India’s single malt market booms due to acceptance of local brands

INDIA – The world’s most lucrative whisky market worth US$18.8bn (£15bn) in 2021, India is witnessing a boom in single malt whiskey as a new generation sheds old notions about the superiority of imported brands, according to the Confederation of Indian Alcoholic Beverage Companies (CIABC).

Several Indian single malts that were launched internationally a few years ago are grabbing a major share of the domestic market, causing a seismic shift in the global whisky industry, the Confederation noted.

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Data from CIABC show that homegrown single malts constitute 33% of the market in India, up from 15% five years ago.

That figure is poised for an even more rapid rise as sales have surged by an average annual rate of 42% over the past three years, compared with just 7% for imported rivals, according to CIABC.

This trend has caught the attention of global firms too. Diageo, the world’s second-biggest alcohol company by valuation recently launched an Indian-made single malt in March called Godawan.

In astride to upscale its sales and growth, Amrut launched India’s first single malt in Glasgow in 2004, before expanding across Europe and entering the Indian market in 2010.

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Breaking with the elitism often associated with single malts in India, reviewers are appraising homegrown whiskies in local languages, as well as English, reaching new audiences, CIABC added.

Devaki Rajagopalan, a Bengaluru-based marketing executive said that homegrown Indian whiskey is a relatively low price compared with imported whisky which has also helped Indian brands to grow favorably.

The growth is also attributed to the Indian government, which in 2020 banned foreign spirits at the country’s 4,000-odd stores for the armed forces, creating a captive market.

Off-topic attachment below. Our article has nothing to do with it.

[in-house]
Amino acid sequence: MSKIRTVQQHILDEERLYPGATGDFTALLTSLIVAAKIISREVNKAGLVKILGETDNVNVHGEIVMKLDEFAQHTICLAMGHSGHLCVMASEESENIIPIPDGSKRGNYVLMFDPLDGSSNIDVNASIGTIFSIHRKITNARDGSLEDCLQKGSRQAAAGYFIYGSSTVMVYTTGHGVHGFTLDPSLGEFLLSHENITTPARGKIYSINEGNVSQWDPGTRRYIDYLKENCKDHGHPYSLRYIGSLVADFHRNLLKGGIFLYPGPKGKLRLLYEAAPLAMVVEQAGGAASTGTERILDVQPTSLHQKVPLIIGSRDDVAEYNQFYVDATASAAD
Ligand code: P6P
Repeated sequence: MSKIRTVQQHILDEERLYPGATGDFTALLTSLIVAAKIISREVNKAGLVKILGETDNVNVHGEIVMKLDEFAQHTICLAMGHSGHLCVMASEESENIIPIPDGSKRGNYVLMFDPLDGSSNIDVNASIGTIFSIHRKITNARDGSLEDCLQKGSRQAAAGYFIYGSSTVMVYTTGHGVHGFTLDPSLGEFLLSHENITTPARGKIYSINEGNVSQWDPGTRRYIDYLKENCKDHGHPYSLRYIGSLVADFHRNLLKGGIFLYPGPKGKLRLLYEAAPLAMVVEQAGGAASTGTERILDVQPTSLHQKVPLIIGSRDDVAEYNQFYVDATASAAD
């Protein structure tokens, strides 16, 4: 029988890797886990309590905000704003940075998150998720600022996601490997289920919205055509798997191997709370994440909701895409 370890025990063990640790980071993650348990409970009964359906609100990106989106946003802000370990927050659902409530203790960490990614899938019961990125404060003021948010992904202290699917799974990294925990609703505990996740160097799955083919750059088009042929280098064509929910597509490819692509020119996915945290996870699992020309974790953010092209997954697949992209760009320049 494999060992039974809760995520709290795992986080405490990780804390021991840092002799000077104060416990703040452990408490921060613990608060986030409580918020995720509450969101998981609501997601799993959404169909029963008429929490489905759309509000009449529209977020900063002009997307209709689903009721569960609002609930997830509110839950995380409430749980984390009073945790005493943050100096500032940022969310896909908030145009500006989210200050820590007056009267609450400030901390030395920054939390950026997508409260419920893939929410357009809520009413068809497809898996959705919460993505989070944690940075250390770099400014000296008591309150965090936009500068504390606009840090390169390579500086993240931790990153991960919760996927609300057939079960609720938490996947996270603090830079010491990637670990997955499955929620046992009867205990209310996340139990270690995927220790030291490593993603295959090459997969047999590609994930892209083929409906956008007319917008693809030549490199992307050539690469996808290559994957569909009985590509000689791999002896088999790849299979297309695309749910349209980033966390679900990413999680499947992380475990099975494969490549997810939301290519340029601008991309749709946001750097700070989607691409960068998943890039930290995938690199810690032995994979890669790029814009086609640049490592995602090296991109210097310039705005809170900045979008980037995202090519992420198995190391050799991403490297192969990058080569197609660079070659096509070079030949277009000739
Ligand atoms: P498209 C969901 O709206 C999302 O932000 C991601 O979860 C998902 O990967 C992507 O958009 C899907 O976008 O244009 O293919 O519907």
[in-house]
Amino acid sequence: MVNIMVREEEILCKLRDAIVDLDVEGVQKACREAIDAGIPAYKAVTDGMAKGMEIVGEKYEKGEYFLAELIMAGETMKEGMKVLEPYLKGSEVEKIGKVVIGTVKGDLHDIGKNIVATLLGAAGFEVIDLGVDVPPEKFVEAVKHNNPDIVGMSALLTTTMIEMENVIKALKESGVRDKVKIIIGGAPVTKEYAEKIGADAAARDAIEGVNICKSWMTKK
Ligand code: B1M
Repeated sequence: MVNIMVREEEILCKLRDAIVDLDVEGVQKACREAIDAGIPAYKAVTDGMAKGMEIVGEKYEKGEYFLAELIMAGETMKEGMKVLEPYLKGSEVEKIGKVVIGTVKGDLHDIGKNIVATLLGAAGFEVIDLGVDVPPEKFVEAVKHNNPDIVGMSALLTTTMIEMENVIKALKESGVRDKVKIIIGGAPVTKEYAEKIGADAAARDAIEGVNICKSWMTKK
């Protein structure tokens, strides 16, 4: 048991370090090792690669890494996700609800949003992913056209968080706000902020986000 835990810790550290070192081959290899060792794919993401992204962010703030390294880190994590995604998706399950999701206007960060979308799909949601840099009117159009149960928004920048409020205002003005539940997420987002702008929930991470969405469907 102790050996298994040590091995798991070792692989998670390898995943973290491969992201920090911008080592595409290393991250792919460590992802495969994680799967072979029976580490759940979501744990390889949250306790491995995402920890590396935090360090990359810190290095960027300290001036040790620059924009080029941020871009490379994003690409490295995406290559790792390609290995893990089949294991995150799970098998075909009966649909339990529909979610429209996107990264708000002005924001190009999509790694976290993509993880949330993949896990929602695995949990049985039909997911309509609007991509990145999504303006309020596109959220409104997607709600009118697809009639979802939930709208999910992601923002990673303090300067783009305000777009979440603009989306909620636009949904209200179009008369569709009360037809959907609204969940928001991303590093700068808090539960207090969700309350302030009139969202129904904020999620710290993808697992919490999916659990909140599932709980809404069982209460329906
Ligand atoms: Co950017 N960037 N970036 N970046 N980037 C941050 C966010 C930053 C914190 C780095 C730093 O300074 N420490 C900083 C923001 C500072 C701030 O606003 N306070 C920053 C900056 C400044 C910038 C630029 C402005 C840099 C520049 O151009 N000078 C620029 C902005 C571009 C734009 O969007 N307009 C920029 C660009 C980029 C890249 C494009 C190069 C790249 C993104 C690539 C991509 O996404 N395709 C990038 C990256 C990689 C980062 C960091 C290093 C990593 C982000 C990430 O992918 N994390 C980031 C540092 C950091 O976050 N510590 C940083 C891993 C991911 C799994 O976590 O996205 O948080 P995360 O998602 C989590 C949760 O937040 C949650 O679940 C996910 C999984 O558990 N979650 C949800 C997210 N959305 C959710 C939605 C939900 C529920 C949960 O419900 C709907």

In addition, the disruption of global supply chains by the coronavirus pandemic exposed many Indian drinkers to local whiskies for the first time.

The consumers found the brands of whiskies matched their expectations which made it easy for them to integrate them into part of their menu.

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 Sanjeev Banga, an executive at Radico Khaitan, the makers of Rampur was confident that Indian single malts can weather competition from imports, even if they are priced similarly since the malts have competed in markets abroad and are shining.

Moreover, some Indian companies are planning to export the malt brands launched on the home grounds into new abroad markets but the said dramatic cuts in tariffs, as the UK wants, could give them” a bloody nose.”

A free trade agreement could be troubling for Indian manufacturers as Britain continues to insist that whisky must be aged for at least three years in the wooden cast hence pushing costs up to an unviable level.

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